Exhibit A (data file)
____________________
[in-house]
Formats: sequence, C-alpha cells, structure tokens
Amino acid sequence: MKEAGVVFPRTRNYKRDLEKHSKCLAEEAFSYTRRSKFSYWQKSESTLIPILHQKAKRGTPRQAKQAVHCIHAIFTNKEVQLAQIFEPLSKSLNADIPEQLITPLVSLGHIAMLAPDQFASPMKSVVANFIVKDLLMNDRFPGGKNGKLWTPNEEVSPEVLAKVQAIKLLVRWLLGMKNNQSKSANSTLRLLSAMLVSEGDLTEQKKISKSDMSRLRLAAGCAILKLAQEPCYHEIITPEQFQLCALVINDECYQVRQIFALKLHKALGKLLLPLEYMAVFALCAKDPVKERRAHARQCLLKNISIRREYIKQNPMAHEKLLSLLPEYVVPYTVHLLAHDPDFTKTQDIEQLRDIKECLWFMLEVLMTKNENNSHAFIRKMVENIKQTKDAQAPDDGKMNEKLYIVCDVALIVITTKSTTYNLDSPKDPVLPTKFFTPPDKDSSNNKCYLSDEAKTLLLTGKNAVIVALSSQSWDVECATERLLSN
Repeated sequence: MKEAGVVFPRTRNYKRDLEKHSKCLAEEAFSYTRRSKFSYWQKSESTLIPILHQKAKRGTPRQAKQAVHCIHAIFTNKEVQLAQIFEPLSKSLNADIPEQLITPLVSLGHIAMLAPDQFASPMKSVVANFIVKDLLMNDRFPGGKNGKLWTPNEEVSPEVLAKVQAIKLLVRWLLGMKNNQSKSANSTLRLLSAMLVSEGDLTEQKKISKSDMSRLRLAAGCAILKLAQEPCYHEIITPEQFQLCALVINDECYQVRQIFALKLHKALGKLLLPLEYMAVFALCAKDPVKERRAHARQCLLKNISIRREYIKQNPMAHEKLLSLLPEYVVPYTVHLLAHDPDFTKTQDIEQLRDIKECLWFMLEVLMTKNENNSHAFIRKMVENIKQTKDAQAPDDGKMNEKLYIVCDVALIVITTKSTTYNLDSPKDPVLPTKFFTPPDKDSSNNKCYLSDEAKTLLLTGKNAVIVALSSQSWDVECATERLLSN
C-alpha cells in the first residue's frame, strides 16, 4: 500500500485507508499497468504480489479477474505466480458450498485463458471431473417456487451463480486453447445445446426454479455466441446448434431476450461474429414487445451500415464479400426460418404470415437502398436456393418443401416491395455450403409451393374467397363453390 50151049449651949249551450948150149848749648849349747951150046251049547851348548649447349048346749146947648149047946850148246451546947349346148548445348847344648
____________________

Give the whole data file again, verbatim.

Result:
[in-house]
Formats: sequence, C-alpha cells, structure tokens
Amino acid sequence: MKEAGVVFPRTRNYKRDLEKHSKCLAEEAFSYTRRSKFSYWQKSESTLIPILHQKAKRGTPRQAKQAVHCIHAIFTNKEVQLAQIFEPLSKSLNADIPEQLITPLVSLGHIAMLAPDQFASPMKSVVANFIVKDLLMNDRFPGGKNGKLWTPNEEVSPEVLAKVQAIKLLVRWLLGMKNNQSKSANSTLRLLSAMLVSEGDLTEQKKISKSDMSRLRLAAGCAILKLAQEPCYHEIITPEQFQLCALVINDECYQVRQIFALKLHKALGKLLLPLEYMAVFALCAKDPVKERRAHARQCLLKNISIRREYIKQNPMAHEKLLSLLPEYVVPYTVHLLAHDPDFTKTQDIEQLRDIKECLWFMLEVLMTKNENNSHAFIRKMVENIKQTKDAQAPDDGKMNEKLYIVCDVALIVITTKSTTYNLDSPKDPVLPTKFFTPPDKDSSNNKCYLSDEAKTLLLTGKNAVIVALSSQSWDVECATERLLSN
Repeated sequence: MKEAGVVFPRTRNYKRDLEKHSKCLAEEAFSYTRRSKFSYWQKSESTLIPILHQKAKRGTPRQAKQAVHCIHAIFTNKEVQLAQIFEPLSKSLNADIPEQLITPLVSLGHIAMLAPDQFASPMKSVVANFIVKDLLMNDRFPGGKNGKLWTPNEEVSPEVLAKVQAIKLLVRWLLGMKNNQSKSANSTLRLLSAMLVSEGDLTEQKKISKSDMSRLRLAAGCAILKLAQEPCYHEIITPEQFQLCALVINDECYQVRQIFALKLHKALGKLLLPLEYMAVFALCAKDPVKERRAHARQCLLKNISIRREYIKQNPMAHEKLLSLLPEYVVPYTVHLLAHDPDFTKTQDIEQLRDIKECLWFMLEVLMTKNENNSHAFIRKMVENIKQTKDAQAPDDGKMNEKLYIVCDVALIVITTKSTTYNLDSPKDPVLPTKFFTPPDKDSSNNKCYLSDEAKTLLLTGKNAVIVALSSQSWDVECATERLLSN
C-alpha cells in the first residue's frame, strides 16, 4: 500500500485507508499497468504480489479477474505466480458450498485463458471431473417456487451463480486453447445445446426454479455466441446448434431476450461474429414487445451500415464479400426460418404470415437502398436456393418443401416491395455450403409451393374467397363453390 50151049449651949249551450948150149848749648849349747951150046251049547851348548649447349048346749146947648149047946850148246451546947349346148548445348847344648